UK: Boris Johnson slammed over Islamophobic comments

New calls for Islamophobia inquiry in Johnson's party after he says women wearing face veils resemble 'letter boxes'.

    Johnson resigned last month as foreign secretary [File: Simon Dawson/Reuters]
    Johnson resigned last month as foreign secretary [File: Simon Dawson/Reuters]

    Boris Johnson, the former British foreign secretary, has come under fire after Islamophobic comments targeting Muslim women wearing face veils. 

    In an opinion piece published in Monday's Daily Telegraph, the Tory politician and leading figure in a campaign for Britain to leave the European Union said that Muslim women wearing the veils look like "letter boxes" and compared them to "bank robbers".

    His comments prompted Muslim groups in the UK to renew calls for an inquiry into Islamophobia in the Conservative Party. 

    "Boris Johnson's latest racist insults cannot be laughed off, like they often are," said Naz Shah, the opposition Labour Party's shadow equalities minister.

    "Saying Muslim women look like letterboxes, comparing them to bank robbers and describing Islam as a 'problem' was a calculated attack and published in a national newspaper," she added.

    "[Prime Minister] Theresa May must condemn this blatant Islamophobia and Boris Johnson must apologise," Shah said.

    Many remarked on Twitter that Johnson has been in contact with Steve Bannon, former campaign manager for US President Donald Trump, and accused him of "pandering to the far-right" amid speculation over a future leadership contest within the Conservative Party.

    David Lammy, a Labour MP, wrote on Twitter: "Muslim women are having their burkas pulled off by thugs in our streets & Boris Johnson's response is to mock them for 'looking like letter boxes.' Our pound-shop Donald Trump is fanning the flames of Islamophobia to propel his grubby electoral ambitions."

    Others noted that this sort of language would not be tolerated against other minority groups.

    Dehumanising remarks

    Tell MAMA, an NGO tracking hate crime targeting Muslims in Britain, said in a statement that Johnson's comments "dehumanise" Muslim women.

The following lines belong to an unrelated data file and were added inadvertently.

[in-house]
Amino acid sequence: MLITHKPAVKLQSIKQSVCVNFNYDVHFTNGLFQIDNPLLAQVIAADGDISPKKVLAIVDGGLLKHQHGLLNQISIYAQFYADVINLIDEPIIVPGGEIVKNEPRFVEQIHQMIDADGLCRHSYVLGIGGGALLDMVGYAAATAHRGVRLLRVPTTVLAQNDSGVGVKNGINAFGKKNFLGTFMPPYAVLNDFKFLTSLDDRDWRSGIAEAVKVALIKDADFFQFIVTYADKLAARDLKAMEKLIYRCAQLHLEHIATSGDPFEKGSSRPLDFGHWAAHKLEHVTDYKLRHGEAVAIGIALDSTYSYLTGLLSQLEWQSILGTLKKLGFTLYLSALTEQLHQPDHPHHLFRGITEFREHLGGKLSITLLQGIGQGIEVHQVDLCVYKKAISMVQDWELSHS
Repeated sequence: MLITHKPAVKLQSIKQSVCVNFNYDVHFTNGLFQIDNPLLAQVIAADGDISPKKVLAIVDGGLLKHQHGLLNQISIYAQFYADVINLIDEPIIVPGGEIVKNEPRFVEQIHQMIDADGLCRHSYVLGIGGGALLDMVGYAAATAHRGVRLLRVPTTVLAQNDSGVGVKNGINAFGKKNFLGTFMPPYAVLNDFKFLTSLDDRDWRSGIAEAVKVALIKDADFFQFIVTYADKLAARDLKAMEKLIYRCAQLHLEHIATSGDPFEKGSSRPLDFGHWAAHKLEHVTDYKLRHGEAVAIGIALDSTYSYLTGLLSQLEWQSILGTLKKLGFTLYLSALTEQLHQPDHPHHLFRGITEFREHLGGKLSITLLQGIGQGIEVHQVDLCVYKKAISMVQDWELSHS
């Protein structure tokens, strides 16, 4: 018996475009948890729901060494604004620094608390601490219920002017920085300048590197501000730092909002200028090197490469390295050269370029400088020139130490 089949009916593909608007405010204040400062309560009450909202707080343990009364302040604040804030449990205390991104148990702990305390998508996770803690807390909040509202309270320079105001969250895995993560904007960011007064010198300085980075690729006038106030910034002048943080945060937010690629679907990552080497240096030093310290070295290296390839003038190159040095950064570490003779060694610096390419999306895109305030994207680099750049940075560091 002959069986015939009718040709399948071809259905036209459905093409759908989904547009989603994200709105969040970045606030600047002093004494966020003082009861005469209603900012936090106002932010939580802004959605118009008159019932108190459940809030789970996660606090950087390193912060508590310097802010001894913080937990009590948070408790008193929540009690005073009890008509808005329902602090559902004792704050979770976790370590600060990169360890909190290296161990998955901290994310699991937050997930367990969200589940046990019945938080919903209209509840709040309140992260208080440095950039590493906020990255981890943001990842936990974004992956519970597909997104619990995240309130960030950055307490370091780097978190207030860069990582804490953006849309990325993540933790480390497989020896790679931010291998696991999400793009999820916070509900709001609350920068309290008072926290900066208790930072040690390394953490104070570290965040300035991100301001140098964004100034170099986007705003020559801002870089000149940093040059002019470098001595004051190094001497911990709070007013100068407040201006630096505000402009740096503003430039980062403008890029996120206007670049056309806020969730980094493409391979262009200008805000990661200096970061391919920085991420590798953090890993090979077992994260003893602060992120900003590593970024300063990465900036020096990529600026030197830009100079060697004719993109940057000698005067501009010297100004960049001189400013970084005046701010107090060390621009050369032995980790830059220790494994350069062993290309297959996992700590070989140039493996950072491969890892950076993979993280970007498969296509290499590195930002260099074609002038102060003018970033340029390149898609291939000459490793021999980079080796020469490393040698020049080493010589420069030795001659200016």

"He [Johnson] has little idea of the emotional, mental health and sometimes physical suffering these women feel when they are targeted for hate," the statement said.

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    "Maybe he needs to spend some time with us Tell MAMA to understand the impact of dehumanising words on the lives and families of people who suffer hate."

    Islamophobia within the leading Conservative Party has been under scrutiny in recent months as calls to look into the problem have mounted.

    Sayeeda Warsi, a senior Tory member, last month called for an inquiry into allegations of Islamophobia in the party.

    Warsi, a member of the House of Lords, highlighted the acute issue surrounding Islamophobia and anti-Muslim rhetoric in her party in an open letter published by the Guardian newspaper in July.

    "There should be a forensic, wide-ranging and transparent inquiry into Islamophobia in the party," Warsi said, adding "the process should be published, those who are found wanting should be publicly named and membership withdrawn".

    The Muslim Council of Britain (MCB) wrote two letters to the Conservatives this year urgently calling for an inquiry, as have groups such as the National Union of Students, the Union of Jewish Students, and institutions representing over 200 mosques in the UK.

    "We need responsibility and action from our politicians, not pandering to the far-right," the MCB said on Monday, in reaction to Johnson's latest comments.

    "Mr Johnson's remarks also underscore the Muslim Council of Britain's call for an inquiry into Islamophobia in the Conservative Party," the council said on Twitter.

    Johnson resigned last month as foreign secretary amid disagreement with May over her Brexit plans on future relations with the EU.

    SOURCE: Al Jazeera and news agencies


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